bastions, probably the levelled platforms, still surviving, that adjoin these
bastions and which are evident on a 1734 engraving by the Buck brothers. The
engraving also shows gun batteries along a revetted coastal edge extending in
both directions from the coastal blockhouse, an area known as the Lower Gun
Battery and known to have been used as the principal battery since the 17th
century. At the end of the 18th century, during the Revolutionary Wars with
France, the shoreline blockhouse was re-armed and at the Lower Gun Battery, a
twelve-gun battery was built with three flanks, facing south west, SSW and
SSE. The battery was provided with an earthen rampart, up to 2.5m high and 7m
wide, backed by a vertical rubble wall; the SSE flank retains its arrangement
little modified whereby the cannon fired through embrasures in the wall, lined
by granite quoins, and were mounted on traversing gun carriages running on two
sets of curved rails. On the other flanks, the inner carriage rails mostly
survive but the outer rails have been removed and the embrasures blocked.
After this upgrading of the Lower Gun Battery, in the early 19th century, a
magazine was built to improve its ammunition supply. It is concealed by being
cut deeply into the terrace behind the battery, from which it is separated and
further hidden by a remnant strip of the terrace scarp. The magazine is a
rectangular building, 11m long by 5.5m wide, with a double-skin ventilated
wall and porched doors at each end leading to separate powder and shell
stores. Its low pitched roof has granite coping and is covered by earth and
turf to absorb shell fire. Angled passages lead from the magazine to the
Lower Gun Battery and a steep flight of steps descends to the magazine from
beside the forward bastion of the Henrician castle.
In the mid-19th century, a small laundry and bath house were built on the
midslope terrace beyond the south east bastion of the Henrician castle; these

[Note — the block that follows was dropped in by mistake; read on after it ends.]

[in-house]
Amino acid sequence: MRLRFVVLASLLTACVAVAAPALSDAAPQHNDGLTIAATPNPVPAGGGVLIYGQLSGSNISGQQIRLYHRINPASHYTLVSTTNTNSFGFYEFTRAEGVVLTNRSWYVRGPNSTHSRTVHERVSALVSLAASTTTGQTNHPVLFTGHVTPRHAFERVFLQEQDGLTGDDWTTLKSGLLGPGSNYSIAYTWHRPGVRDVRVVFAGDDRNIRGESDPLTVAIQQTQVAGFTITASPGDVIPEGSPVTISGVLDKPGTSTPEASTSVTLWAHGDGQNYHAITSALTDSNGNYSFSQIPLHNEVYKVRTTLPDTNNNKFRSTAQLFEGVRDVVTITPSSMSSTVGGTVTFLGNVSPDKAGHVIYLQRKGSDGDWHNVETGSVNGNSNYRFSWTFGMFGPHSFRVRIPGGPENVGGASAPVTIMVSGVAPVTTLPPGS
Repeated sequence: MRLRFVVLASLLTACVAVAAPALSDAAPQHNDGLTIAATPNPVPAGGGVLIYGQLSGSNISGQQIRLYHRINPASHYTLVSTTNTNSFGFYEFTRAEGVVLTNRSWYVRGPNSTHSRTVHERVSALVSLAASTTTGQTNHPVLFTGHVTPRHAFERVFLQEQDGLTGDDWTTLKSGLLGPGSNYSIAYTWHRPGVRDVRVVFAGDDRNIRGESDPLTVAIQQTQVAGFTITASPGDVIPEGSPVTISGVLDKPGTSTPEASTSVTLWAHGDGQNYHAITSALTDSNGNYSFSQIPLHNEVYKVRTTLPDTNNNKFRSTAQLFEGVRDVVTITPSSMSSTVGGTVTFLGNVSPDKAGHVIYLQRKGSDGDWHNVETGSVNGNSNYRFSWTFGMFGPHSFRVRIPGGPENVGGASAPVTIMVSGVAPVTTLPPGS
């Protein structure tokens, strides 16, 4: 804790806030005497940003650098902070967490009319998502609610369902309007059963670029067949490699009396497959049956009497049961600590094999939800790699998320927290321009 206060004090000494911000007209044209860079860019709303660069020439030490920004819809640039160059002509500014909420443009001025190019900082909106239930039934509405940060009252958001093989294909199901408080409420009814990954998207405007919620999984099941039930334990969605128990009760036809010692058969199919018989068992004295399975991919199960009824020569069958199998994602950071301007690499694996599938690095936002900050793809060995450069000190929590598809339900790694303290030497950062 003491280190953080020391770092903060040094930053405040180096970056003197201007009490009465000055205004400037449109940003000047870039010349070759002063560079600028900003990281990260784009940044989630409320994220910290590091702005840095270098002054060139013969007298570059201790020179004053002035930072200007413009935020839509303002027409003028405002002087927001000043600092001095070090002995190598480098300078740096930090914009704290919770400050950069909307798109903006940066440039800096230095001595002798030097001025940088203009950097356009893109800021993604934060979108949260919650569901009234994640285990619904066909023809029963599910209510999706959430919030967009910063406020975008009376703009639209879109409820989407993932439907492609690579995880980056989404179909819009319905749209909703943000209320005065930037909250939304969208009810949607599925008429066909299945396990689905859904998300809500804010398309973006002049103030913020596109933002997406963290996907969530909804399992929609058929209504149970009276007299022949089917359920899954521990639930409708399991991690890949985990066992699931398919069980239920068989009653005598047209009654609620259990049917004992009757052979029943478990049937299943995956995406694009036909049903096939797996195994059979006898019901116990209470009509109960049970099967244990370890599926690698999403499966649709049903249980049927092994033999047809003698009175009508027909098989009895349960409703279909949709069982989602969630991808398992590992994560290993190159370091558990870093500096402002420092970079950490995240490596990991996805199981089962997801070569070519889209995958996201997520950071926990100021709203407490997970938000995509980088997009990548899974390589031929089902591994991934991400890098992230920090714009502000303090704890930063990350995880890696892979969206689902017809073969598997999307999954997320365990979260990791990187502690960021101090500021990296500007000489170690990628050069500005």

were demolished in 1920 but their site and foundations form the basis of a
modern fishpond.
About 1870, the Lower Gun Battery was armed by four 64 pounder guns but these
were soon obsolete. To cover effectively a submarine minefield to be laid in
the Carrick Roads, the battery was remodelled by 1898 to house two 6 pounder
quick-firing (QF) guns; the surviving concrete mounting and shell locker of
one gun is visible built into the western half of the battery's SSW flank; the
other gun position was in the angle between the south west and SSW flanks but
has been dismantled. These were complemented by a heavy machine gun whose
concrete-lined well, steps and mounting plinth survive in the angle between
the battery's SSW and SSE flanks. The guns were served by a new underground
magazine built of brick and concrete, situated beneath the battery and
accessed from a shaft, now capped, behind the gun positions. A recent
examination showed the shaft descends c.4.5m to a small lobby in whose western
side is a doorway to the brick-vaulted magazine measuring 4.46m east-west
by 2.62m north-south and up to 2.46m high internally.
This armament was soon inadequate and was withdrawn in 1903, having been
superseded by a much more powerful battery built between 1900 and 1904 on
high ground north of the Henrician castle and beyond this monument. That
battery also included three searchlight positions beside the coast, two of
which had been constructed in November 1896 to illuminate the minefield. A
further light was added during the construction of the 12 pounder battery
beyond this monument to the north west, but their power was provided from a
brick and concrete engine room within this monument, immediately beyond the
north west side bastion of the Henrician castle. The room adjoining the engine
room on the east side (currently used as a bothy by HPR) was the test room
which contained the (electric) batteries used to detonate the mines on the St
Mawes half of the minefield and in the friendly channel. The exit point of
the minefield cables can be seen on the rear wall. Its structure is protected
and largely masked by a thick turfed earth capping, leaving only its north
east and south east walls exposed. This became redundant with the closure of
the higher battery in 1910.
Re-fortification took place in 1941 when this monument became part of a more
extensive system of defences on the headland that formed St Mawes Battery in
World War II. The main armament, two 6 pounder guns, was sited beyond this
monument to the north west, but within the monument a Bofors anti-aircraft gun
was placed on the midslope terrace west of the Henrician castle. These guns
were assisted by four rock-camouflaged searchlights located on the shoreline
beyond the coastal revetment wall, extending as a row over 65m north west from
the Henrician blockhouse. The searchlights themselves have not survived but
the lower parts of their substantial rectangular emplacements remain, c.8m
long and 6m wide, built of rubble-faced concrete and aligned with their long
axes north-south. The earlier 1900-1910 engine room was reused to house the
dynamos powering the searchlights and the castle's guardhouse was used as a
store. The battery was operational until January 1945 and was finally closed